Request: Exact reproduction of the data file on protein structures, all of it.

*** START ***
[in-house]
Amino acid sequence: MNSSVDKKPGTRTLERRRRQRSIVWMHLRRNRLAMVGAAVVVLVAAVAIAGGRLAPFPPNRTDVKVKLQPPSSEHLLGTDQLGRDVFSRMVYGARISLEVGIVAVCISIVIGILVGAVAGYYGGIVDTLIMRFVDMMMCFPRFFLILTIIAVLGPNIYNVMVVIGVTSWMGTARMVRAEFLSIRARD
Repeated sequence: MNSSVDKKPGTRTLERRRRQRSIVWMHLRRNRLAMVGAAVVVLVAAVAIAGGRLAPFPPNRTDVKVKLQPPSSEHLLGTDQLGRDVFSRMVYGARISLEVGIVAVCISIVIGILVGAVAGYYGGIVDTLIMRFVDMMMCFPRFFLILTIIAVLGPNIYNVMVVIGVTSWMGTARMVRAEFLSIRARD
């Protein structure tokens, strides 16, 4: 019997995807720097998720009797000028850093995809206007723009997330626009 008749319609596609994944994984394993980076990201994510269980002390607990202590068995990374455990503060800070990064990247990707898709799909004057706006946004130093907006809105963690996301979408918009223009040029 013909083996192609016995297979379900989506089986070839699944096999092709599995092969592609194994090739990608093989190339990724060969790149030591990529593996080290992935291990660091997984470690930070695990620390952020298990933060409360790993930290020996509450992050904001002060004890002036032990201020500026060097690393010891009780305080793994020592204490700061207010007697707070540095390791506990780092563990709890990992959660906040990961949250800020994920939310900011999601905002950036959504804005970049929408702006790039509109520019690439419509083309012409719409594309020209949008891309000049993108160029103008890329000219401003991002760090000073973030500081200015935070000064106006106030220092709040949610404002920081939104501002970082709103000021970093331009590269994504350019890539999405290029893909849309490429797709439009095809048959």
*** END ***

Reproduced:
[in-house]
Amino acid sequence: MNSSVDKKPGTRTLERRRRQRSIVWMHLRRNRLAMVGAAVVVLVAAVAIAGGRLAPFPPNRTDVKVKLQPPSSEHLLGTDQLGRDVFSRMVYGARISLEVGIVAVCISIVIGILVGAVAGYYGGIVDTLIMRFVDMMMCFPRFFLILTIIAVLGPNIYNVMVVIGVTSWMGTARMVRAEFLSIRARD
Repeated sequence: MNSSVDKKPGTRTLERRRRQRSIVWMHLRRNRLAMVGAAVVVLVAAVAIAGGRLAPFPPNRTDVKVKLQPPSSEHLLGTDQLGRDVFSRMVYGARISLEVGIVAVCISIVIGILVGAVAGYYGGIVDTLIMRFVDMMMCFPRFFLILTIIAVLGPNIYNVMVVIGVTSWMGTARMVRAEFLSIRARD
């Protein structure tokens, strides 16, 4: 019997995807720097998720009797000028850093995809206007723009997330626009 008749319609596609994944994984394993980076990201994510269980002390607990202590068995990374455990503060800070990064990247990707898709799909004057706006946004130093907006809105963690996301979408918009223009040029 013909083996192609016995297979379900989506089986070839699944096999092709599995092969592609194994090739990608093989190339990724060969790149030591990529593996080290992935291990660091997984470690930070695990620390952020298990933060409360790993930290020996509450992050904001002060004890002036032990201020500026060097690393010891009780305080793994020592204490700061207010007697707070540095390791506990780092563990709890990992959660906040990961949250800020994920939310900011999601905002950036959504804005970049929408702006790039509109520019690439419509083309012409719409594309020209949008891309000049993108160029103008890329000219401003991002760090000073973030500081200015935070000064106006106030220092709040949610404002920081939104501002970082709103000021970093331009590269994504350019890539999405290029893909849309490429797709439009095809048959």